The Anatomy of an Engagement Ring
The Anatomy of an Engagement Ring
The anatomy of an engagement ring is more complex than many people realize.
As you begin to shop for an engagement ring, it’s easy to find the process overwhelming. Whether you want to collect inspiration or find the perfect ring for your partner, you run into terms and lingo you might not recognize.
Often, an engagement ring seems like a simple idea. However, there are several features that go into settings. When you know how to differentiate the parts, it helps you explore your options.
Moreover, it helps you communicate your preferences to your jeweler. Houston couples often enjoy shopping for rings together, too. This helps the pair find something that works for everyone.
Still, no matter your situation, it’s a good idea to prepare. Below, we take a look at the anatomy of an engagement ring.
The Different Parts of an Engagement Ring
When it comes to the anatomy of an engagement ring, it’s good to start with the “setting.” The setting of your ring includes everything aside from the center stone. Moreover, it refers to how we set or mount stones on the band.
The purpose of the setting is two-fold.
- Settings support the ring itself and the stone.
- It highlights the beauty and shine of the center stone.
When you know the style of your setting, you already make a major impact on the final look of your ring. Additionally, you help to determine the performance of the stones as well as the maintenance your ring requires.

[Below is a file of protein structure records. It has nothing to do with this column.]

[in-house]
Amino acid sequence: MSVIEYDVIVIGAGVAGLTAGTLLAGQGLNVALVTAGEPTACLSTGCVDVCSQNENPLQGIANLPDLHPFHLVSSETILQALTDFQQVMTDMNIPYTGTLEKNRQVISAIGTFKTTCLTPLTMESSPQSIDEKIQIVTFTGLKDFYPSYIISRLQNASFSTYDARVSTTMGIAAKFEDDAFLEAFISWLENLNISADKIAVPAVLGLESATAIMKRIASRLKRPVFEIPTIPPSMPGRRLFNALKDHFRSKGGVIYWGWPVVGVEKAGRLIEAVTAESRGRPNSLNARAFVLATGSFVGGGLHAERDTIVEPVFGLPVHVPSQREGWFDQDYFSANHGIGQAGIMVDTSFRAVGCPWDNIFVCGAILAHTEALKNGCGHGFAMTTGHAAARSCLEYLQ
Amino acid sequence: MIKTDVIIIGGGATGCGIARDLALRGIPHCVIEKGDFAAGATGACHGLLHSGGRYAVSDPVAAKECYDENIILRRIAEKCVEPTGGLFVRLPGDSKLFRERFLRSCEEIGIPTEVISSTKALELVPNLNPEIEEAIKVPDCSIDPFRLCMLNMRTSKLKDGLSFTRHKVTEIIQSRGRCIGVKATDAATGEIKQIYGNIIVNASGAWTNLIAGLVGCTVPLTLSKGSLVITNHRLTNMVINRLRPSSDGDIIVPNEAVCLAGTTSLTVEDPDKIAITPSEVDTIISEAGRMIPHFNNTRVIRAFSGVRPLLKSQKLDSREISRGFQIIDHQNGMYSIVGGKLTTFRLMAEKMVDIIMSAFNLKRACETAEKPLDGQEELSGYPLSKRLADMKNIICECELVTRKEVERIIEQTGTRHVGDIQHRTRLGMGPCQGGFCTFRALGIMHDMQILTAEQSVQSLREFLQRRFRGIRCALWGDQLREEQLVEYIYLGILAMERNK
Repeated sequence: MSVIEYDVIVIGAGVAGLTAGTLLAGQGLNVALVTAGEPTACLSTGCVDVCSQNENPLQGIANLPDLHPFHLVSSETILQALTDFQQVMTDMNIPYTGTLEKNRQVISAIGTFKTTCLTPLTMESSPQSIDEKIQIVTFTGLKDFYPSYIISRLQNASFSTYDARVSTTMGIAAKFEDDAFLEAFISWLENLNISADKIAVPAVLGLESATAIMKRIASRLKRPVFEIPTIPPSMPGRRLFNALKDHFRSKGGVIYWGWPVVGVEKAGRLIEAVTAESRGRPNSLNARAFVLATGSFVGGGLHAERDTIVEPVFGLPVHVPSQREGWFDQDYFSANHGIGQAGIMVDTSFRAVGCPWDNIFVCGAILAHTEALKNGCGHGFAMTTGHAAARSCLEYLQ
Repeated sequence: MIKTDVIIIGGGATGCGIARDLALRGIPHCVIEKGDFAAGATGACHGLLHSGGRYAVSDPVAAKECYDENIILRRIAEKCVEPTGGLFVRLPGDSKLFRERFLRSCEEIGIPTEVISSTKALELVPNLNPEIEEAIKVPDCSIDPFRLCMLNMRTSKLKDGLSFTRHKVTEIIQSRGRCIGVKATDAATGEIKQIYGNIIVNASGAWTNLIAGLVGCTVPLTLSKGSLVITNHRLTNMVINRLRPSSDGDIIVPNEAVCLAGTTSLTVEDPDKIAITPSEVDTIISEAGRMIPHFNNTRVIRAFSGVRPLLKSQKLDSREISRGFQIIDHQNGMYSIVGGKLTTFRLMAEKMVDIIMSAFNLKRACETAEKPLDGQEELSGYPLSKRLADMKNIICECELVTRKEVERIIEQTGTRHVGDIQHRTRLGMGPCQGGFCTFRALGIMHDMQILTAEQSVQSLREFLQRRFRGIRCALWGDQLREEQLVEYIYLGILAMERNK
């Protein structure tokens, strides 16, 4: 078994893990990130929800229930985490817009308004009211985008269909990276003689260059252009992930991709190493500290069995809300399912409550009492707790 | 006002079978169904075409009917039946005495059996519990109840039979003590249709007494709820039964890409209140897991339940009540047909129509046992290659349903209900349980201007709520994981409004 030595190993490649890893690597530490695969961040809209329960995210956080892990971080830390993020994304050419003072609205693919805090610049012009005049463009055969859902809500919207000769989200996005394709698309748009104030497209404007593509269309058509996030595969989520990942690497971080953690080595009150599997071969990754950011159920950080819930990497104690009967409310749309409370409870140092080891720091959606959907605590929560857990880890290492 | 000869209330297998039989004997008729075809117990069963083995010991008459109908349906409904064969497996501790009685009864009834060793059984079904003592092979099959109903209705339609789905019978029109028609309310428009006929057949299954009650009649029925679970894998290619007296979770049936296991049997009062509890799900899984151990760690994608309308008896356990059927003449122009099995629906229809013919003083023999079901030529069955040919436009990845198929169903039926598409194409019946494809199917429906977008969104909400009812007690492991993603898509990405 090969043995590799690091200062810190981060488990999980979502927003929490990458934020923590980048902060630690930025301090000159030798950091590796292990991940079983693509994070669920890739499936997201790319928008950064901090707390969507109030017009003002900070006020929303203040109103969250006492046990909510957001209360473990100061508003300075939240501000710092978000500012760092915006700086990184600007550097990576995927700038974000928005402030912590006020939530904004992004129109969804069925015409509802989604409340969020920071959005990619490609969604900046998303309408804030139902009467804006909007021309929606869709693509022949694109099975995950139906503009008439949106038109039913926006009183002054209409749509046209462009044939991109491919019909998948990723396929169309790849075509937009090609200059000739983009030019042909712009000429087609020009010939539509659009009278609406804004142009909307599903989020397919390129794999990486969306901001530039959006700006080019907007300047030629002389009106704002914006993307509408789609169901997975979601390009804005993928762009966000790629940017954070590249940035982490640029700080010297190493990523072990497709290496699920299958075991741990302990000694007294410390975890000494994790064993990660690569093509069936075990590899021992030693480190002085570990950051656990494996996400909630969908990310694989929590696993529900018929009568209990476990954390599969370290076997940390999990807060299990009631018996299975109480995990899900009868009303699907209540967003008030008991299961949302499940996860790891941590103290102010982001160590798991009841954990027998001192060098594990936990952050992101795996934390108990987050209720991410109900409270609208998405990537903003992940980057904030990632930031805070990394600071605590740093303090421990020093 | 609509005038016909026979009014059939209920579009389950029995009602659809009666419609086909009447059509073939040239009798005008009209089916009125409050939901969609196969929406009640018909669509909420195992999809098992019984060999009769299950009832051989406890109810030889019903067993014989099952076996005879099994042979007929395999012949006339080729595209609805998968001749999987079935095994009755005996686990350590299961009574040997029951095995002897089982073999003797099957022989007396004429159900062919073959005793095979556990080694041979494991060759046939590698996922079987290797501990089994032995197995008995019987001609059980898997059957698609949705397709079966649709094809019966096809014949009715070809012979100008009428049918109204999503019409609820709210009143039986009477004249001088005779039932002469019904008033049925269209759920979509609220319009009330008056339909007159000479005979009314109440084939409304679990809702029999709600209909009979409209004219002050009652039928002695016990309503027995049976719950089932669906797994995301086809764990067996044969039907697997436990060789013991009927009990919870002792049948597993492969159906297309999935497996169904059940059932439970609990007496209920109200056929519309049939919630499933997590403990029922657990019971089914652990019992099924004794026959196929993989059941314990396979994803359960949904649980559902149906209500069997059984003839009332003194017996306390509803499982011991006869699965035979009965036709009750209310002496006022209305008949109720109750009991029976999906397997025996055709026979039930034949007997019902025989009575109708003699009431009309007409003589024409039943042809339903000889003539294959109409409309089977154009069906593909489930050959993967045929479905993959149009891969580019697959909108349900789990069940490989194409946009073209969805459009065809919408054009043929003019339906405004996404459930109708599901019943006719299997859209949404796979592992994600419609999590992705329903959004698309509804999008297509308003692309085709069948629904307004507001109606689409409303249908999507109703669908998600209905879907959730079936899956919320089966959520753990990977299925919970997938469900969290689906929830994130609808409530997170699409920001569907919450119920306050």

In terms of style, we often break settings down into styles. Here are six of the more common setting styles.
This is a classic, popular choice for settings. As the name suggests, they feature a singular center stone on an all-metal band. This places all the focus on the stone.
Still, many jewelers and couples accent solitaire engagement rings with a stylized wedding band.
When someone decides on a three-stone setting, they often do so for the added shine and symbolic meaning. This engagement ring setting features a center stone with two smaller diamonds on each side as accents.
These three stones represent a couple’s journey through life together: their past, present, and future.